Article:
In Dire Straits by Jett Osian and Lendl Arvin
By Nicole Soriano
Spanning as early as the Propaganda Movement of the late 19th century and taking on a critical role during the Marcos regime in the 1970s and 80s, social realism in the Philippines holds a rooted, complex history. Amidst this narrative, two emerging artist endeavor to make their mark in response to the social landscape of the present times. Refusing to turn a blind eye to the plight of their countrymen, Lendl Arvin and Jett Osian reflect an awareness of our deeply layered history and how what is currently occurring, though different, is connected to this past.
The incidents being depicted are all too familiar in the Philippine context: the plight of farmers and migrant workers, unjustifiable massacres, and an unending chain of extra- judicial killings. As they confront these recurring issues, Arvin and Osian incorporate their own distinctive styles. Arvin’s dulled colors evoke a quiet, dark mood supplemented by a rough, unfinished quality seen in erasure markings, splotches, and drips. Osian’s monochromatic, polished style stripped of color brings to light a contrast heightening drama in the scenes. Though human figures are consistent among the works, there is a clear focus on objects as a vital component. Electric bills folded into origami shapes, a cracked megaphone, a broken tire, a vintage TV—these are items that stand mundane on their own, but are rich in symbolisms and meaning when put in the context of events in recent history.
Though evidently reflecting influences from the social realism that emerged in the 70s and 80s through overlapping themes and subjects, there are clear variances. While much of the art of that era would be direct and prescriptive, the works of Arvin and Osian are subtle and open-ended. Whereas freedom of press was halted and access to news was limited then, exposure to gut-wrenching, photojournalistic images of injustice and oppression is rife in this digital age. This is a phenomenon specific to this moment in history–something that Arvin and Osian display a deep consciousness of. As a result, these images have become significant references in the paintings.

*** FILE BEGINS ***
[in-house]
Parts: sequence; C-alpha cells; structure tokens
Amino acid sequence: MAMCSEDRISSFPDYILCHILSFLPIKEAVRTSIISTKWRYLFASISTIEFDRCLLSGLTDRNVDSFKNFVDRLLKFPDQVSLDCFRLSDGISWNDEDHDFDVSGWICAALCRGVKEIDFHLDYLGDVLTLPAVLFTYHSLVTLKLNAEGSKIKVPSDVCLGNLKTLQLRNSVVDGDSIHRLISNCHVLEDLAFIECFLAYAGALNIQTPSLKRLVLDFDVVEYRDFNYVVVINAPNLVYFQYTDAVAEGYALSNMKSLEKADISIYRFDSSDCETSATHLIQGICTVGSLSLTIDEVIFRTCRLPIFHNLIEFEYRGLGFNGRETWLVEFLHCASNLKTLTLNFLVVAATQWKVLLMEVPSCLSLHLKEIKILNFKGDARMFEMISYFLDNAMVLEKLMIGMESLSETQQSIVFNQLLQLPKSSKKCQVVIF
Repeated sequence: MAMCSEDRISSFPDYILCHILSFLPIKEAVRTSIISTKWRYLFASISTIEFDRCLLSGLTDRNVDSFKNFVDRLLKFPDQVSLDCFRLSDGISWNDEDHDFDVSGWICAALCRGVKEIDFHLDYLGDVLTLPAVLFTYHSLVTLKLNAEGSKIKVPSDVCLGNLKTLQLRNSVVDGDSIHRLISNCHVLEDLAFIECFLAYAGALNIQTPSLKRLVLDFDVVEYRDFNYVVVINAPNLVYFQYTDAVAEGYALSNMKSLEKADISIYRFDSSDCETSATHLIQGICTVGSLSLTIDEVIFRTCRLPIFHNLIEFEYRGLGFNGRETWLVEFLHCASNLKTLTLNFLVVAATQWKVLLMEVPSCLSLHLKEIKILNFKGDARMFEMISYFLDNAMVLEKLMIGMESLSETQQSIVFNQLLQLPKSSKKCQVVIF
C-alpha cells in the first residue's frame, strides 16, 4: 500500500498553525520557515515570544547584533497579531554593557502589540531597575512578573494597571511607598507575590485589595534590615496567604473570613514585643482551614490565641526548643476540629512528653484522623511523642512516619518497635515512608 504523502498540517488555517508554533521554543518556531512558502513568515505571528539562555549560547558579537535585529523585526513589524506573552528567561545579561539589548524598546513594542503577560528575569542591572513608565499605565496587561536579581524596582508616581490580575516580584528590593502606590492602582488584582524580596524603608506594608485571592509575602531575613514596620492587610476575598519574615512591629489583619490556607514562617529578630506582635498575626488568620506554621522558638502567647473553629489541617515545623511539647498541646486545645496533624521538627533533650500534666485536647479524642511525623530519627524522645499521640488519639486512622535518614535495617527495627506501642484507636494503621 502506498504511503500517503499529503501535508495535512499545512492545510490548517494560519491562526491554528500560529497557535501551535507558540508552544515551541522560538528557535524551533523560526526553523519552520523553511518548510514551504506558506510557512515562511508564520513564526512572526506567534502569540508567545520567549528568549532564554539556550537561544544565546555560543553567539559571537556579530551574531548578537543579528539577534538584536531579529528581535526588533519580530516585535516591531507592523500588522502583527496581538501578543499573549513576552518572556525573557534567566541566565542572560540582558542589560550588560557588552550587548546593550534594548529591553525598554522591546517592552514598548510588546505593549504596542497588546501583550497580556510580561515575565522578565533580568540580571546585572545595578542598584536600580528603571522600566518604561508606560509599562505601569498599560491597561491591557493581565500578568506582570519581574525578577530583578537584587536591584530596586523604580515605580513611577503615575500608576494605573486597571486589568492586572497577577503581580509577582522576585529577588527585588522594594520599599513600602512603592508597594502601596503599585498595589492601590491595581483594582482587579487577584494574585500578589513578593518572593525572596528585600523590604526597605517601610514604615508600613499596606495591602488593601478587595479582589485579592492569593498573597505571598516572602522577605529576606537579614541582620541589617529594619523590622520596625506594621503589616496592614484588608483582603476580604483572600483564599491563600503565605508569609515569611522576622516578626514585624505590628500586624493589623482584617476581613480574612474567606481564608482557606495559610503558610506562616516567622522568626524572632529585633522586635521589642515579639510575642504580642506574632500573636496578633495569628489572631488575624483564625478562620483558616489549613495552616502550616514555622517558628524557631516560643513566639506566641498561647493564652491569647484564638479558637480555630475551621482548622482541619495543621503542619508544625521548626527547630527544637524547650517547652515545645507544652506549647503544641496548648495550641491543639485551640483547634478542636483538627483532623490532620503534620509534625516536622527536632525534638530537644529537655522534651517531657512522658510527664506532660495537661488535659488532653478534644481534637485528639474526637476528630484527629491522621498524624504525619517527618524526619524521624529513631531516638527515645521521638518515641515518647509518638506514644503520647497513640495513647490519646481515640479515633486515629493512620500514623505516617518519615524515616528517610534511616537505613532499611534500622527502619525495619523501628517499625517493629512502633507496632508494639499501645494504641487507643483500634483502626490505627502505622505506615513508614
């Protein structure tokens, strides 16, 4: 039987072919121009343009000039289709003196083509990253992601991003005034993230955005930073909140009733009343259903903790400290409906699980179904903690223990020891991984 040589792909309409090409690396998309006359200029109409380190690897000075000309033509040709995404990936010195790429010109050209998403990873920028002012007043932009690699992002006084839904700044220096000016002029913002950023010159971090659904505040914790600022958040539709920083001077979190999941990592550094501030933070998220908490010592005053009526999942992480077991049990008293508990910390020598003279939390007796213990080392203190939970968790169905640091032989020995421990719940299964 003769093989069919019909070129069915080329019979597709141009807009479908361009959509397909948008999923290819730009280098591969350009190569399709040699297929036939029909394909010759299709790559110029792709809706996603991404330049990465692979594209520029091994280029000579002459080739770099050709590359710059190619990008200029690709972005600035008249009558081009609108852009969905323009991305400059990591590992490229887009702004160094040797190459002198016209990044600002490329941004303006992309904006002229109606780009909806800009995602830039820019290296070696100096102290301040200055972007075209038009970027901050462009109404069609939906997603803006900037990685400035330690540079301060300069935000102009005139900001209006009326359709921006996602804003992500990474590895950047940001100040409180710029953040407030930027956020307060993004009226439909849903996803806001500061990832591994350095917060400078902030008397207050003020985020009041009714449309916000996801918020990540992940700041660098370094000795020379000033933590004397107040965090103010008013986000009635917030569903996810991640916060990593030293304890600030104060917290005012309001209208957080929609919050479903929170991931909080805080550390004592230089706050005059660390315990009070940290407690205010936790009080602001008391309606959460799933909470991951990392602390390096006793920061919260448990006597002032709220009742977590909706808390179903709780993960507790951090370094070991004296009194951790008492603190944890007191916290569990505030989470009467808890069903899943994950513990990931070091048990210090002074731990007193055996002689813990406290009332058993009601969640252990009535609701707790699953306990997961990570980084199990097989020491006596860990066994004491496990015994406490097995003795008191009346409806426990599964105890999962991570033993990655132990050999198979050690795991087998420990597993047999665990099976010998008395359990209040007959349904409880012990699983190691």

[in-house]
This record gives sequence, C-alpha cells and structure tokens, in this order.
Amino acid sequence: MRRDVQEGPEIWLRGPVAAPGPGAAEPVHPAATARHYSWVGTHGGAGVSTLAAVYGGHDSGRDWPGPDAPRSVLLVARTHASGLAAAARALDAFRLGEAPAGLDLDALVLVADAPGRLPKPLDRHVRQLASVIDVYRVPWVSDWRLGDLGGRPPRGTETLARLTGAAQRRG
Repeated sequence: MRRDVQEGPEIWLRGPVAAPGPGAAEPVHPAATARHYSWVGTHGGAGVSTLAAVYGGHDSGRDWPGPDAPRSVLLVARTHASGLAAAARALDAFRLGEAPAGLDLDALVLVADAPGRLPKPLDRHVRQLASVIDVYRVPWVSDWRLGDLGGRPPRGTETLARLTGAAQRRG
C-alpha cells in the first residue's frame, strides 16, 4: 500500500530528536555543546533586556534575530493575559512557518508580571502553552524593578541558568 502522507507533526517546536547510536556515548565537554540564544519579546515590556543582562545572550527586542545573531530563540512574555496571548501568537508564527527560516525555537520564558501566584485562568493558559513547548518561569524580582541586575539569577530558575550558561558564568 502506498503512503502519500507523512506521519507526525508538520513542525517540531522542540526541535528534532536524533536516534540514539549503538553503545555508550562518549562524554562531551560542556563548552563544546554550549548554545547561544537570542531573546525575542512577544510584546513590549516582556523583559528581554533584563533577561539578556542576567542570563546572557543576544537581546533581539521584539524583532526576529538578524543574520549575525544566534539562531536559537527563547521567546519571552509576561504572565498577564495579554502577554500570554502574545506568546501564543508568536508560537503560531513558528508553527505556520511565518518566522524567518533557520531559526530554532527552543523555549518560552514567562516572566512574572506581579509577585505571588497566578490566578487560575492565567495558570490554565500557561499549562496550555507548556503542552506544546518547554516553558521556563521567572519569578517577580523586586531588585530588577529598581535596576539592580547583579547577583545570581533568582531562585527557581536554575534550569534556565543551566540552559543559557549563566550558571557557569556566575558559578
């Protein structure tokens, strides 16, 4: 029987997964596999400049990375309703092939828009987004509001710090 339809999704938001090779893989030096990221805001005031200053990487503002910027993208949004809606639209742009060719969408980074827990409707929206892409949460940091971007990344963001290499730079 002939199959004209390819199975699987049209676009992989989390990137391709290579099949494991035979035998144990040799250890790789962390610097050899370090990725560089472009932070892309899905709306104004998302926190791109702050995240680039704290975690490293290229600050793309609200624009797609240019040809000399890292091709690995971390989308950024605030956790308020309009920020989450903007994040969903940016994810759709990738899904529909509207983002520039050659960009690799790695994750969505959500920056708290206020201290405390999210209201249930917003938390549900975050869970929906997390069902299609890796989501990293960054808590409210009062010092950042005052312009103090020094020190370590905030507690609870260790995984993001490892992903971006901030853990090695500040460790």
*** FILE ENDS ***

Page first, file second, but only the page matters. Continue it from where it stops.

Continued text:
Nevertheless, the works are far from a detached documentation of the contemporary social landscape. In delicate ways, they hold a personal tone. The selection of the subjects and issues depicted were born out of a deep-seated experience between the two artists. The concept of working double jobs remains close to Arvin, having taken on the role as the caretaker of his grandfather as a young child. Osian’s frequent watching of mainstream media, which revealed a lack of due process present in the country, has instilled in him a fear of running the risk of being a victim himself.
The focal works of Arvin and Osian, Luisa and Predicament 1 respectively, depict two historical events over a decade apart: the Hacienda Luisita Massacre of 2004 and the extra- judicial killings plaguing the country today. Rather than being a blur on the sidelines or mere collateral damage, the faces of their victims take center stage. They are haunting and vivid— none of which look straight to the viewer, but they call out and command a response all the same. Two distinct events that took place at different times, affected different victims, and were created from different perspectives raise similar, echoing questions. Justice for the voiceless and the lingering reality of history repeating itself—Arvin and Osian implore viewers to ponder on these issues, lest we perpetually remain in dire straits.